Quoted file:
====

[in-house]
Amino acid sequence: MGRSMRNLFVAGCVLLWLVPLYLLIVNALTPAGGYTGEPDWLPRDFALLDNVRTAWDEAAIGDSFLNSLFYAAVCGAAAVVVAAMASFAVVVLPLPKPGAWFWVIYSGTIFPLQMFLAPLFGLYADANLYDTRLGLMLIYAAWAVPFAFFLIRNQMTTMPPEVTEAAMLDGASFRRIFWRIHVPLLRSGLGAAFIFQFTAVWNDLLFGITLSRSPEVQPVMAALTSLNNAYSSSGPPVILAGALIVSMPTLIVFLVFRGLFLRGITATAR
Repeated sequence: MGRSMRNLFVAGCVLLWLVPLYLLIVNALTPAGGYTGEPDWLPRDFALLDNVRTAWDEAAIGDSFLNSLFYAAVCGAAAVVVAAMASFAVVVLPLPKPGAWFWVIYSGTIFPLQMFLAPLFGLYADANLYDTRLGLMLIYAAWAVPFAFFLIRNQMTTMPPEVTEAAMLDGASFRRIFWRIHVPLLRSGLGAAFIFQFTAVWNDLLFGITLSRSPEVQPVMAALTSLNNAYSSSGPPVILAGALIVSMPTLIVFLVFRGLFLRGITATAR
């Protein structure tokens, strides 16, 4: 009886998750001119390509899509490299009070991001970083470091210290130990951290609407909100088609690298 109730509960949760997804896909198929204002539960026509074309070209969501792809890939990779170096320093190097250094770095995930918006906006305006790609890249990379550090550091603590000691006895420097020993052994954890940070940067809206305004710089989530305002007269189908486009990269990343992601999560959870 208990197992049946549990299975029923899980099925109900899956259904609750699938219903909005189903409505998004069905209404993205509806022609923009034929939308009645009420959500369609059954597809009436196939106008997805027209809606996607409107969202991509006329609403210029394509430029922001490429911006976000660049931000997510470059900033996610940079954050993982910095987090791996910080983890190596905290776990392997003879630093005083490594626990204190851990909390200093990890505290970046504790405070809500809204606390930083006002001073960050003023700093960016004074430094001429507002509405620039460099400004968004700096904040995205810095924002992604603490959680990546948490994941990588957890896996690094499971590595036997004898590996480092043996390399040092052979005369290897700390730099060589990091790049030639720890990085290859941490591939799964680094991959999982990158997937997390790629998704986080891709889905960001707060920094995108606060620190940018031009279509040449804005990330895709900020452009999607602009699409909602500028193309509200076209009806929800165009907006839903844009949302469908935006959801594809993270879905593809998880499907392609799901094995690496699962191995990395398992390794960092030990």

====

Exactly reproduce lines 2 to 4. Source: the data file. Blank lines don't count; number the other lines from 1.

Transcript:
Amino acid sequence: MGRSMRNLFVAGCVLLWLVPLYLLIVNALTPAGGYTGEPDWLPRDFALLDNVRTAWDEAAIGDSFLNSLFYAAVCGAAAVVVAAMASFAVVVLPLPKPGAWFWVIYSGTIFPLQMFLAPLFGLYADANLYDTRLGLMLIYAAWAVPFAFFLIRNQMTTMPPEVTEAAMLDGASFRRIFWRIHVPLLRSGLGAAFIFQFTAVWNDLLFGITLSRSPEVQPVMAALTSLNNAYSSSGPPVILAGALIVSMPTLIVFLVFRGLFLRGITATAR
Repeated sequence: MGRSMRNLFVAGCVLLWLVPLYLLIVNALTPAGGYTGEPDWLPRDFALLDNVRTAWDEAAIGDSFLNSLFYAAVCGAAAVVVAAMASFAVVVLPLPKPGAWFWVIYSGTIFPLQMFLAPLFGLYADANLYDTRLGLMLIYAAWAVPFAFFLIRNQMTTMPPEVTEAAMLDGASFRRIFWRIHVPLLRSGLGAAFIFQFTAVWNDLLFGITLSRSPEVQPVMAALTSLNNAYSSSGPPVILAGALIVSMPTLIVFLVFRGLFLRGITATAR
């Protein structure tokens, strides 16, 4: 009886998750001119390509899509490299009070991001970083470091210290130990951290609407909100088609690298 109730509960949760997804896909198929204002539960026509074309070209969501792809890939990779170096320093190097250094770095995930918006906006305006790609890249990379550090550091603590000691006895420097020993052994954890940070940067809206305004710089989530305002007269189908486009990269990343992601999560959870 208990197992049946549990299975029923899980099925109900899956259904609750699938219903909005189903409505998004069905209404993205509806022609923009034929939308009645009420959500369609059954597809009436196939106008997805027209809606996607409107969202991509006329609403210029394509430029922001490429911006976000660049931000997510470059900033996610940079954050993982910095987090791996910080983890190596905290776990392997003879630093005083490594626990204190851990909390200093990890505290970046504790405070809500809204606390930083006002001073960050003023700093960016004074430094001429507002509405620039460099400004968004700096904040995205810095924002992604603490959680990546948490994941990588957890896996690094499971590595036997004898590996480092043996390399040092052979005369290897700390730099060589990091790049030639720890990085290859941490591939799964680094991959999982990158997937997390790629998704986080891709889905960001707060920094995108606060620190940018031009279509040449804005990330895709900020452009999607602009699409909602500028193309509200076209009806929800165009907006839903844009949302469908935006959801594809993270879905593809998880499907392609799901094995690496699962191995990395398992390794960092030990």